The myth of Generation We

Are Millennials more self-sacrificing and community-minded than previous generations?

By Glenn T. Stanton | February 19, 2013

For those who pay attention to the different opinions and declarations on how the various generations are different than the ones that came before, you have no doubt heard that while Generation X was the slacker generation, Gen Y, or the Millennials, are very different, the most community service-minded, action-oriented, let’s-change-the-world generation alive today, perhaps in the history of America.

Generation We.

It’s taken as a nearly uncontested reality.

Except it’s not true.

The best research on this subject, relying on nationally representative studies by the leading scholars on the issue, comes to essentially the opposite conclusion. Two of these scholars, Jean Twenge of San Diego State University and Christian Smith of the University of Notre Dame, find that Generation We is more like Generation Me.

They explain that the “Generation We” understanding of Millennials comes from surveys that examined relatively small, non-representative population samples and did not compare them with previous generations. It’s the kind of compelling but incomplete study that catches the attention of journalists, thus giving rise to the myriad of newspaper and magazine stories contributing to the myth.

Jean Twenge’s findings

As Twenge explains in a May 2012 Atlantic article, “You can’t really conclude anything about generational difference if you have data from only one generation.” Twenge’s work does not have this limitation: She uses two massive, nationally representative samples – one million high-schoolers and nine million college respondents – comparing Boomers, Gen Xers, and Millennials at the same age. Her data draw from what respondents said about themselves.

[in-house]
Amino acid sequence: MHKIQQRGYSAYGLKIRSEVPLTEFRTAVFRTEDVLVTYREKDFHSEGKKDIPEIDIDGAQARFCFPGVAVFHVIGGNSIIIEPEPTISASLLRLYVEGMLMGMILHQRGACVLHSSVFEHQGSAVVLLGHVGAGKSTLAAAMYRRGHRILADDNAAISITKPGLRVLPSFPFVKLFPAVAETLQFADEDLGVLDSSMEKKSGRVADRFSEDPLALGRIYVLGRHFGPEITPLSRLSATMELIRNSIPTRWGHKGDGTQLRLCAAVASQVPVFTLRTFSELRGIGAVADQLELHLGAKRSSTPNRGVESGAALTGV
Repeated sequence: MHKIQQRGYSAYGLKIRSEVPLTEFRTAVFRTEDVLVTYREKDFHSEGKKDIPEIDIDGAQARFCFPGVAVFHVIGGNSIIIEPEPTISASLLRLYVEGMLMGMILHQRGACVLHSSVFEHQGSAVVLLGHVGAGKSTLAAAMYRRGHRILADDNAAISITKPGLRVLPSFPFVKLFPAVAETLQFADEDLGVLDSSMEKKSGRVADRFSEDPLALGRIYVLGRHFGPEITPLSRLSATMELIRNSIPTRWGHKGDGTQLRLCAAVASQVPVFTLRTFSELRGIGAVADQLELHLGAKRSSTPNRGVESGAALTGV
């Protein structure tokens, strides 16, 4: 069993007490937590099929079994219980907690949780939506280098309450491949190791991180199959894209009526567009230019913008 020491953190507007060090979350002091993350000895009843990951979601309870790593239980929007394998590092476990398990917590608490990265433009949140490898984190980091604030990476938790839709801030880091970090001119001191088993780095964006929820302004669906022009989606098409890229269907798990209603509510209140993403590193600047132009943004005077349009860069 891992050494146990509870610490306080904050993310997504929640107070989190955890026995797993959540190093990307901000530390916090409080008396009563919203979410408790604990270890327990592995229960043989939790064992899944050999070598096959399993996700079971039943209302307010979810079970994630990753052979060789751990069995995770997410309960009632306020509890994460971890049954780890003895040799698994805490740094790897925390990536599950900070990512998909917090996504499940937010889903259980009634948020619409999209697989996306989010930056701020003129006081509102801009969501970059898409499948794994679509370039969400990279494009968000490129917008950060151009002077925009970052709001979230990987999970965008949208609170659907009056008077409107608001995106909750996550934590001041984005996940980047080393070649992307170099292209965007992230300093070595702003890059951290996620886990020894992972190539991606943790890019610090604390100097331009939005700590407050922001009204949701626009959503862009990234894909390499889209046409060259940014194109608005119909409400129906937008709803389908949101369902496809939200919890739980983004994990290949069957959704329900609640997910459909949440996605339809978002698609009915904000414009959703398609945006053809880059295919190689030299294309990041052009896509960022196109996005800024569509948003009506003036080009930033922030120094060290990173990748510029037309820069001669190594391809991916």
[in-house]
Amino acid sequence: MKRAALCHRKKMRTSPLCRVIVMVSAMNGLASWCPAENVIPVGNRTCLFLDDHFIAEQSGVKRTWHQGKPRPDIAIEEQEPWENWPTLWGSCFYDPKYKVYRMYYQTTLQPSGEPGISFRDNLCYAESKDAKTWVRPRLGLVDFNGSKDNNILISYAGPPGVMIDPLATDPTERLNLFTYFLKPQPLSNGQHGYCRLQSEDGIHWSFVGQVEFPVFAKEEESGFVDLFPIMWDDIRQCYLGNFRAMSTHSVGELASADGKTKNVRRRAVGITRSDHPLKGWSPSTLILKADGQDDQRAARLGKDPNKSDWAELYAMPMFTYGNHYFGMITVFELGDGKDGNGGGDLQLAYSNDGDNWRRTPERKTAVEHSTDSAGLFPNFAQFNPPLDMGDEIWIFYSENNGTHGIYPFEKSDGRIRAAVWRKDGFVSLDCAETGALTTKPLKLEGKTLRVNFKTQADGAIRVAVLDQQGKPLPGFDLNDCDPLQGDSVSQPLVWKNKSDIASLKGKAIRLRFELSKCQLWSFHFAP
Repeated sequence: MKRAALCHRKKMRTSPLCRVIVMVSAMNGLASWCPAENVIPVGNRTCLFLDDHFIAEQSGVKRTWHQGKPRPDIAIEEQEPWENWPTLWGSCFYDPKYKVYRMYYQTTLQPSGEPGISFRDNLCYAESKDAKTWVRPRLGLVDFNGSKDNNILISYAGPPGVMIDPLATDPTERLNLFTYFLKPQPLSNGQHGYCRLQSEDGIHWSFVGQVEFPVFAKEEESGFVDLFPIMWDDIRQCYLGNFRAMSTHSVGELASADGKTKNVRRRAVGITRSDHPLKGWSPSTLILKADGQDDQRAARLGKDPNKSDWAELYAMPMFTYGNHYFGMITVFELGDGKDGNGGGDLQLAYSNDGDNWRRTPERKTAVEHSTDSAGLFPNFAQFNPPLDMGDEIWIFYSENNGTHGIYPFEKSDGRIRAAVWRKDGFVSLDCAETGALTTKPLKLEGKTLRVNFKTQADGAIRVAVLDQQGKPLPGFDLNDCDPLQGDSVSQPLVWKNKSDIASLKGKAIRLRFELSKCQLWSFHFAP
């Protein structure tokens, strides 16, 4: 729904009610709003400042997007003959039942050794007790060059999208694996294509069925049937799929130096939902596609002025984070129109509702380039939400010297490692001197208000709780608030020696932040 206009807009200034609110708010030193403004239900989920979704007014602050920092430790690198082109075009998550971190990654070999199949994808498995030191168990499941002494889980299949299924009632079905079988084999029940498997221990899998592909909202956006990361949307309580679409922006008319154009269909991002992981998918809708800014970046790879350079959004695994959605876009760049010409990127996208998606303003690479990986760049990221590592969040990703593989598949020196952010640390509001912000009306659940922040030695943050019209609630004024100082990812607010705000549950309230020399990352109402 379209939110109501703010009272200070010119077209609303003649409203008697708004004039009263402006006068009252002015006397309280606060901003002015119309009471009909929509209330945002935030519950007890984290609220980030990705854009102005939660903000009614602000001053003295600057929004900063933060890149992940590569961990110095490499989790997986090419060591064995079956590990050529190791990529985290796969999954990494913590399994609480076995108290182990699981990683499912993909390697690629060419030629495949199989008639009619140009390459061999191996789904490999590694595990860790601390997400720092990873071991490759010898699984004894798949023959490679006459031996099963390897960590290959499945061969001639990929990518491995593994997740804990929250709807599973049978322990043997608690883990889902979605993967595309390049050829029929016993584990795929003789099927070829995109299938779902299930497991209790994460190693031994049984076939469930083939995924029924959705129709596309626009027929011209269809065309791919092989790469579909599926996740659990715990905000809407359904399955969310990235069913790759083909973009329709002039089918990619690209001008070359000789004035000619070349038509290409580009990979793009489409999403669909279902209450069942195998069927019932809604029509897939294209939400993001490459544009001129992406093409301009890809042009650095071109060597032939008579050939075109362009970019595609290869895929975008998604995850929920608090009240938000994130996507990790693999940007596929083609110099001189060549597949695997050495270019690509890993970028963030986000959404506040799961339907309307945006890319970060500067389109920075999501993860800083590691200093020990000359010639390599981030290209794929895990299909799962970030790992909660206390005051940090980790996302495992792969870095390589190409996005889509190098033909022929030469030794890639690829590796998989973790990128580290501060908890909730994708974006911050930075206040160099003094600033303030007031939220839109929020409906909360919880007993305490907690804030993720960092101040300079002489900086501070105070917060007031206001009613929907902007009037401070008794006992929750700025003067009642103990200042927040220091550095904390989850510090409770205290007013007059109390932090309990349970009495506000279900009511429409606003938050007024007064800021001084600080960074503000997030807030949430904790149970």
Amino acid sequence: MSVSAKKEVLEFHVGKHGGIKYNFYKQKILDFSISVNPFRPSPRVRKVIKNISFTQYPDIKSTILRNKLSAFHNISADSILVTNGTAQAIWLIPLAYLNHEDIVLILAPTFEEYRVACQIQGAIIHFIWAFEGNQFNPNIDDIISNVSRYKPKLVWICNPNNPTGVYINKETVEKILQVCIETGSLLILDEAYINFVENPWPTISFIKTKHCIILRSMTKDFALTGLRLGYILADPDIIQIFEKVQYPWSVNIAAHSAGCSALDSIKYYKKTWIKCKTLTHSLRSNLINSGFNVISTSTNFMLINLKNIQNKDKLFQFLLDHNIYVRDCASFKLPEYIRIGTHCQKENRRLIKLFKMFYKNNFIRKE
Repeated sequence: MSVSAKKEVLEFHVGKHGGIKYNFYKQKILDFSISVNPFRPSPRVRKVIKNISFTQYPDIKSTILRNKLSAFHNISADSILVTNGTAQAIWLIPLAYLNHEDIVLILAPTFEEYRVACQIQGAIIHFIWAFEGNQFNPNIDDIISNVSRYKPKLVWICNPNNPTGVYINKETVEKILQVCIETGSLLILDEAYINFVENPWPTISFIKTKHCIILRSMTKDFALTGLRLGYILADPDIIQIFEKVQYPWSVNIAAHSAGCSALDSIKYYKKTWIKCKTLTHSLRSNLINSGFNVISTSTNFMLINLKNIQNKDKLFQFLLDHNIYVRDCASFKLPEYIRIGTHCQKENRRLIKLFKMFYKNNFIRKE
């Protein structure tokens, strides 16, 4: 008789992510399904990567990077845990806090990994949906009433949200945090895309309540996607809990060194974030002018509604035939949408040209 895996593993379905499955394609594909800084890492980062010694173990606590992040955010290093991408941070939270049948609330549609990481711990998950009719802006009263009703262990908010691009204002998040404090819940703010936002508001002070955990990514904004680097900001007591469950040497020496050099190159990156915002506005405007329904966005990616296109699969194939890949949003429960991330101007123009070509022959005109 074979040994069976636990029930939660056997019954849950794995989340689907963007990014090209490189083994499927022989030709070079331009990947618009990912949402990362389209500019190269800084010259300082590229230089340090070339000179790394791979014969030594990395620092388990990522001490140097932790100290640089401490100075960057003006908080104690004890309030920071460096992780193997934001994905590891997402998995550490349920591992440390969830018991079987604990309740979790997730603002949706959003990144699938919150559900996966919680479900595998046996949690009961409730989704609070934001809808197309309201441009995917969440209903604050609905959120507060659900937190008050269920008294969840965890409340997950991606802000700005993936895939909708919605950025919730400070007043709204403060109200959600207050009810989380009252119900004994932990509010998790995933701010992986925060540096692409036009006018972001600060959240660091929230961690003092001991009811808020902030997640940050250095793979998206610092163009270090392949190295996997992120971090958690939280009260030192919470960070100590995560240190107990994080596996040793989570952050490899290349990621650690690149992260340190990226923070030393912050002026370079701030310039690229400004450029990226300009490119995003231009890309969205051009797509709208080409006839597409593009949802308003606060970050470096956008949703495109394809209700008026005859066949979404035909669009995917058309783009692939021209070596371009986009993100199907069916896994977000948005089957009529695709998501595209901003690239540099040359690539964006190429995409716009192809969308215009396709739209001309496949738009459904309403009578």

Her 2012 article published in the Journal of Personality and Social Psychology found that, “For the most part, Millennials continued the downward trend in concern for others begun by Gen X. In sum, Millennials generally score lower than previous generations in concern for others . . .”1

Twenge explains that most of the items on the social/community concern measures she examined declined “faster or just as fast” for Millennials compared to Gen Xers, than between Boomers and Gen Xers.

Millennials were less likely to think about social problems, make efforts to conserve natural resources, be interested in or participate in government, voting, contacting their representatives, participate in demonstrations or boycotts or give money to political causes. The decline in environmental concern and action are markedly steep. Remarkably, three times as many Millennials said they “made no personal effort at all to help the environment” compared to Gen Xers, (15% versus 5%).2

Millennials did show increased levels of community volunteering. However, Twenge explains that this most likely resulted from high schools being much more likely to encourage community volunteerism through school-organized programs. Only 9% of schools did so in 1984, while 46% did in 1999.

Twenge concludes:

In sum, these results primarily support the “Generation Me” view, with linear downward trends in civic engagement and community feeling. . . . The data analyzed here suggests that the popular view of Millennials as more caring, community oriented, and politically involved than previous generations is largely incorrect.3